Bill and Pam Campbell of William Campbell Contemporary Art Gallery in Fort Worth, have been a part of the contemporary art scene since 1974, subsequently exhibiting the work of some of the most important artists of the era. The Amarillo Museum of Art is exhibiting the works of a number of those artists, a few of which are noted here, with the show running through March 31.
Bernd Haussmann paints by impulse, connecting to the voice within which becomes a portrayal of mindfulness. Textural layers are revelatory of psychological currents, eternal verities, doubts and questions. “The more information and energy I put into painting, the more it will resonate with the viewer.”
James Marshall maintains that he likes to play with shapes until they morph into something almost recognizable. The firing and glazing process is consistent with the tradition of the American Southwest, making his work both contemporary yet timeless.
Benito Huerta extracts art from art, as shown in Shock and Awe, whose context draws upon Gauguin, but whose layered connotations are both contemporary and apocalyptic.
John Holt Smith was initially inspired by the possibilities deriving from spectroscopy, which quantifies the unique color signature of any form of matter. He works from photos, enlarging a cross section then edits that selection into unique chromatic striations. He then depicts that color sequence on iridescent aluminum panels, a process again that is both traditional and contemporary
This is a spectacular exhibition at the Amarillo Museum of Art is a surprise to those who think that contemporary art in this area is the most recent rendering of the plains with cowboys, cattle and windmills. Again, that’s why we assert “Keep Amarillo Artsy! Keep Austin Weird! Keep Lubbock in the Rear View Mirror!!!!”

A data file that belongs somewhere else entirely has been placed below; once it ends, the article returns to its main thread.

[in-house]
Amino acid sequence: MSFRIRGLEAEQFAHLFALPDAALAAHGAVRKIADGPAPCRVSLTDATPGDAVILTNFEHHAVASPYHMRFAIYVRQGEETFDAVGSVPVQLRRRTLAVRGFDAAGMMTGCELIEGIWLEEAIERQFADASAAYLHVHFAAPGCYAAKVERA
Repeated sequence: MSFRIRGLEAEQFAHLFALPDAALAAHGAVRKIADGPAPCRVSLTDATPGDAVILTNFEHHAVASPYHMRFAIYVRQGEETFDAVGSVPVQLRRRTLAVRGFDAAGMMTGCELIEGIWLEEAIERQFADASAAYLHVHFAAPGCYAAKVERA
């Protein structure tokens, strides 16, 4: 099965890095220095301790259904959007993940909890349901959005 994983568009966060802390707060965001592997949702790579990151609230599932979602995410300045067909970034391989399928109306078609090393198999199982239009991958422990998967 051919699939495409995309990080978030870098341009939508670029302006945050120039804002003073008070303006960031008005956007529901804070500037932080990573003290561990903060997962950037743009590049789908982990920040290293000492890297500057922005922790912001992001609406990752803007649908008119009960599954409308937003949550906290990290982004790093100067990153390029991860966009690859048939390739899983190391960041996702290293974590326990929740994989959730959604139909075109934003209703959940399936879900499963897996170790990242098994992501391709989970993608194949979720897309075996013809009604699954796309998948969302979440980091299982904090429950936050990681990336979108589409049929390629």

An art show by Amarillo College students currently showing in the Commons of the Fine Arts Complex is worth noting before it comes down March 21.
Titled Synaesthesia, which refers to sequential stimulation of sensory or cognitive pathways, student artists created works inspired by music, sounds, aromas, tastes and touch. A few of the results are offered.
Steven Kimbrell was inspired for Trial of Control by the song Can’t Wait Until Night, which connotes quasi-apocalyptic fantasy. The result suggests another Franz Kline in the making.
Tasia Brown, in Hey Kids responded to the totality of a retro 90’s musical vibe that was a mash-up of happy and sinister. Some might discern a Yin Yang continuum in her creation, to which others might just say, “That’s life!”
Jennifer Hoschouer was inspired by the song Beautiful Day by U2 that then coalesced with Alice in Wonderland and the cards painting the roses red, which in this case, she abstracted blue.
Well, why not! These young artists are exercising their creative mandate to suggest alternative perceptions to a viewing public. I congratulate them on their courage, confidence and creativity.
Congrats also to their instructors who challenged them to go far beyond their comfort zones. The quality of their art appears worth the risk of the adventure.
The Art Department at Amarillo College, its instructors and students is one more reason we can say, “Keep Amarillo Artsy! Keep Austin Weird! Keep Lubbock in the Rear View Mirror!!!!!”
What happens when the Metropolitan Opera meets the Marx Brothers?Voila!You have the production of Donizetti’s La Fille du Regiment, broadcast live at the Hollywood 16 in Amarillo on March 2.
Rarely does high art coincide with a good belly laugh, but that’s precisely what happened at the Harrington Performance Hall – named for Amarillo’s Sybil B. Harrington – in NYC, and simulcast in HD.